The Energy Unit is challenging the University community to take part in the annual 100kWh (kilowatt hours) challenge. The challenge is for each staff and student in the University to try to reduce electricity consumption by just 100kWh each year. The University community is composed of over 30,000 staff and students, so 100kWh per person would amount to over 3,000,000kWh or almost €500,000!

How you can save 100kWh!

Through very small changes in the way in which you go about your daily life, you can relatively easily save 100kWh over a year, both in the University and at home. Some people will have more opportunity depending on the area in which they work, others by less, but all will contribute to reduced carbon emissions and help the make the University a more sustainable place to learn, live and work.

– A desktop PC running idle on a screensaver uses 550kWh over a year just on evenings and weekends. Switching off desktop PC each evening for 10 weeks would amount to 100kWh.

– Enable power saver options on your PC or laptop: these are generally in the Control Panel, select System and Security and then Power Options; select “Power Saver”. You can also change the settings to adjust when the screen shuts down and computer sleeps.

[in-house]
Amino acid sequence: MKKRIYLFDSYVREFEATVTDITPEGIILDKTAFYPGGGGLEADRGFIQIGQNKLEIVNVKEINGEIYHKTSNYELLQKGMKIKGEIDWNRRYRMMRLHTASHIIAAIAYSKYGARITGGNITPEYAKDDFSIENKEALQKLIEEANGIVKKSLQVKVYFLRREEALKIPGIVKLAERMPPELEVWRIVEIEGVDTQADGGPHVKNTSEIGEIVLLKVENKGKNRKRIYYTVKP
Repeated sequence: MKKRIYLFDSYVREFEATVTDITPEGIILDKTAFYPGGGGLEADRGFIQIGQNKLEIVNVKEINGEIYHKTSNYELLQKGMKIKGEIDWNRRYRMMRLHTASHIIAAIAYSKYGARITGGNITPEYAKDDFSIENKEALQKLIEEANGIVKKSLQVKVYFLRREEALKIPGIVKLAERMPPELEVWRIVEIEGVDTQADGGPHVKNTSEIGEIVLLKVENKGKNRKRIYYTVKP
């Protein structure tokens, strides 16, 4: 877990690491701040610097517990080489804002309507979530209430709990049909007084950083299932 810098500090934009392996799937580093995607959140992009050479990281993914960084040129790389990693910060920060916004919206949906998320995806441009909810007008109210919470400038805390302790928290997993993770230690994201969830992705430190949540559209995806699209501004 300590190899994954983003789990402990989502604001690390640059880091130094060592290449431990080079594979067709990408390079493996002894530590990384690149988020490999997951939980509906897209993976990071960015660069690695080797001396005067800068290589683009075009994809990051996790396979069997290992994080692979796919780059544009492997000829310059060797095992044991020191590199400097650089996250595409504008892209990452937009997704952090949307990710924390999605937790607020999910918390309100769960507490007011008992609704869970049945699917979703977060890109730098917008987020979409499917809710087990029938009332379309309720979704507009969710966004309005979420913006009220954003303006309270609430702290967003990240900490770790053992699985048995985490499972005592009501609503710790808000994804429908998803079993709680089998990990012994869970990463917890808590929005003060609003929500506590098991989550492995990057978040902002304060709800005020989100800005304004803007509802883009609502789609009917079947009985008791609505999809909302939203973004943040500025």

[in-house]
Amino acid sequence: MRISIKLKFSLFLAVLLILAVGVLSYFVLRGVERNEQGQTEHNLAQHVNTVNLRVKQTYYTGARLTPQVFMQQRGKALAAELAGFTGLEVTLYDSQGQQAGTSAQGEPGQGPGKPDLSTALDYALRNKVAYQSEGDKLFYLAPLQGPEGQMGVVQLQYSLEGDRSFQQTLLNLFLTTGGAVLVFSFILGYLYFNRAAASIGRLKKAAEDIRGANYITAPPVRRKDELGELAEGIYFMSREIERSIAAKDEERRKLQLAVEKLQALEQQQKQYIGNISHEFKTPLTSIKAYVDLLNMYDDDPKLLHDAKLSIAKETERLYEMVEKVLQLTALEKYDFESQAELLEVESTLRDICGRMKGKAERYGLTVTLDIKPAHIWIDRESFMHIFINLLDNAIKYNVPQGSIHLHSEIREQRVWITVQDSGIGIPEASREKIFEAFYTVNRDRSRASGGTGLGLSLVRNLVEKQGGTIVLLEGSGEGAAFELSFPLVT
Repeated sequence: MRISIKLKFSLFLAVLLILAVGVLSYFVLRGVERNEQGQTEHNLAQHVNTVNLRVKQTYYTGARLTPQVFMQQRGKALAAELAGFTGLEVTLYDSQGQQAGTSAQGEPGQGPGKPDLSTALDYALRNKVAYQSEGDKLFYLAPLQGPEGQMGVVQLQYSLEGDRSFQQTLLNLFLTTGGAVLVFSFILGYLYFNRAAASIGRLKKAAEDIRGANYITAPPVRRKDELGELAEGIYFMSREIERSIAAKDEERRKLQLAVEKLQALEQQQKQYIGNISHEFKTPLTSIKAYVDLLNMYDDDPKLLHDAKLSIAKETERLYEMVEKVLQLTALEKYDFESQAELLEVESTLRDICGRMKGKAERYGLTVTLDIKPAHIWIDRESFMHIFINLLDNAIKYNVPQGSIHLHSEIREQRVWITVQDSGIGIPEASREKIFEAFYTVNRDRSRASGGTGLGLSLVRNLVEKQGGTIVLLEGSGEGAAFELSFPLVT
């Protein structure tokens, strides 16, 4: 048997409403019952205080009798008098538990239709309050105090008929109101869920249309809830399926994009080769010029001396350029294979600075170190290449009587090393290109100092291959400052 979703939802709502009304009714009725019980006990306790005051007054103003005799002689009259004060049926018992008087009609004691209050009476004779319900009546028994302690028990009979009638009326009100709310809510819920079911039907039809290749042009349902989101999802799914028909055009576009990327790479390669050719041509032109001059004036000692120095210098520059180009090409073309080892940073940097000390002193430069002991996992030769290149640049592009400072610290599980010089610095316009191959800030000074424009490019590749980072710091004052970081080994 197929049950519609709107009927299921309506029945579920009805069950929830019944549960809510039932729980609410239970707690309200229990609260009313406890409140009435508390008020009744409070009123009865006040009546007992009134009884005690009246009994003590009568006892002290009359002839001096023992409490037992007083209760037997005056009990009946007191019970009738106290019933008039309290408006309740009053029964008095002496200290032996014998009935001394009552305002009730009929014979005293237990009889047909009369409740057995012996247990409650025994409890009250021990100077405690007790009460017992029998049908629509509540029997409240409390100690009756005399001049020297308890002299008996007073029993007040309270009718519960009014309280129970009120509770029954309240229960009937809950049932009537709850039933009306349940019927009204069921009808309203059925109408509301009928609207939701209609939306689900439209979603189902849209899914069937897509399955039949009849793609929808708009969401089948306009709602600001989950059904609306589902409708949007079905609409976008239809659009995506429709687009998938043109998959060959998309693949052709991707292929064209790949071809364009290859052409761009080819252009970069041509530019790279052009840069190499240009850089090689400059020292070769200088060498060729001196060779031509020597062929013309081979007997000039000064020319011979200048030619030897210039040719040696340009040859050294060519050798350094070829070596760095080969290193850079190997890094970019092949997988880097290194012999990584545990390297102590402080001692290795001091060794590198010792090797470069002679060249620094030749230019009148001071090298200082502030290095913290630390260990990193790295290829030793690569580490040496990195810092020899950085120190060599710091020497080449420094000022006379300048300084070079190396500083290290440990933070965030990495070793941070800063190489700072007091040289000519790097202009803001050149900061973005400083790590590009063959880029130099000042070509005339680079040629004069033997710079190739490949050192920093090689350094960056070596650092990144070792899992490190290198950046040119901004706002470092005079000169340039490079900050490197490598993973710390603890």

– When boiling the kettle only fill with as much water as needed. We could each save 40kWh per year by just doing this one simple measures alone. (of course it depends on how much tea or coffee you drink! – this is based on 3 cups a day!)

– Leaving office and classroom lights off when leaving the room is also a source of wastage. Please switch off when you are leaving, it is very easy for the next person to switch on again!

– “Vampire Power” or standby power is when a piece of equipment is turned off but still using electricity. The amount of power used is generally somewhere between 5-10% of the power being used when fully on. When you consider all the screens, laptops, monitors, TVs and other appliances across the University all using electricity at night and weekends you can understand how it quickly adds up. So please, switch off your computer or laptop and screen at the socket each evening.